In the fall of 2011, long before anyone knew who would be U.S. Sen. Bob Casey's Republican opponent, RealClearPolitics' campaign analyst, Sean Trende, predicted in a chat with another reporter that the Pennsylvania Senate race could be 2012's sleeper race.
This week, Trende ranked the race a "tossup." His website, which aggregates election polls, shows Casey leading Republican Tom Smith by just 5.3 percent.
Because Casey voted for most of the Obama administration agenda in 2009 and 2010, Trende presumed that record might hurt Casey with conservative Democrats on the western side of the state.
"His credentials as a moderate have been tarnished," Trende said, explaining his thinking of a year ago. While Trende thinks Smith has likely hit his plateau, he added, "I would be less surprised if Smith won than if Romney won" the state.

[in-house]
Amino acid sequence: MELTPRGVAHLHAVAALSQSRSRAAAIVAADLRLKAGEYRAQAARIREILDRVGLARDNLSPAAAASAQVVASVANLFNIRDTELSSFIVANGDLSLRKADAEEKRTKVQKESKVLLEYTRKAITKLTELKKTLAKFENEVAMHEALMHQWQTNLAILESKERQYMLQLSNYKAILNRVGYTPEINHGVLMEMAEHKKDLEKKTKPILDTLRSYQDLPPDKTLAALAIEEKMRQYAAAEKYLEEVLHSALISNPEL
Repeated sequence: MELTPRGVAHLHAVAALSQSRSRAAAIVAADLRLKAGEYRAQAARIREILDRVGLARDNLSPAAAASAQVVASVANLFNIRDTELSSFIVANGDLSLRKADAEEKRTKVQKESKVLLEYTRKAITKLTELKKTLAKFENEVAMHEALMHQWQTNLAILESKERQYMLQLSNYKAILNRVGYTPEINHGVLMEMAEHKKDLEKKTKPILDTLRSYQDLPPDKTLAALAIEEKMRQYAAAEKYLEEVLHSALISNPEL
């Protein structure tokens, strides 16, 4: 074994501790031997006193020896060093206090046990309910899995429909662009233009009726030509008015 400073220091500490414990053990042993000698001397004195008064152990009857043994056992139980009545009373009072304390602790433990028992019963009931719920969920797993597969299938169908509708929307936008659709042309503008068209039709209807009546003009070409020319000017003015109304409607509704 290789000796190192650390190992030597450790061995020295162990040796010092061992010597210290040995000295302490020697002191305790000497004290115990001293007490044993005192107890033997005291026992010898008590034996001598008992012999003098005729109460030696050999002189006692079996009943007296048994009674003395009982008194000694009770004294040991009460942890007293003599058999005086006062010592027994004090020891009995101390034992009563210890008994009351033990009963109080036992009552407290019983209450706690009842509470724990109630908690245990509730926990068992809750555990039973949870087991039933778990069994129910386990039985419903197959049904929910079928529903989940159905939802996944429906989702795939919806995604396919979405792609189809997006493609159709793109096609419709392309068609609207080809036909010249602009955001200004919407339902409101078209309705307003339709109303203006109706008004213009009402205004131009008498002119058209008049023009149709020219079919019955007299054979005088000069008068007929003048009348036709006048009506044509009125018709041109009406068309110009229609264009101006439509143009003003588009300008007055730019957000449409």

With Smith's stunning rise in the polls, Casey's team released another ad this week hammering Smith on his Tea Party connections and accusing him of supporting Medicare and Social Security cuts. The ad calls Smith "extremely wrong for Pennsylvania," a play on Casey's main line of attack on Smith: He's a Tea Party extremist.
Smith's team rolled out a rebuttal Wednesday using the candidate's 94-year-old mother in the spot to push back against the kicking granny off the cliff narrative. It's a tactic used by Paul Ryan, the architect of the plan to overhaul Medicare, who has brought his senior mother on the trail with him.
"In the Senate, I'll protect Social Security and Medicare," Smith says. "After all, my own mother receives those benefits and this son would never jeopardize that." The camera pans out to show Smith sitting beside his mother.
"Right, mom?" he asks, his hand on her shoulder. "Right," she says.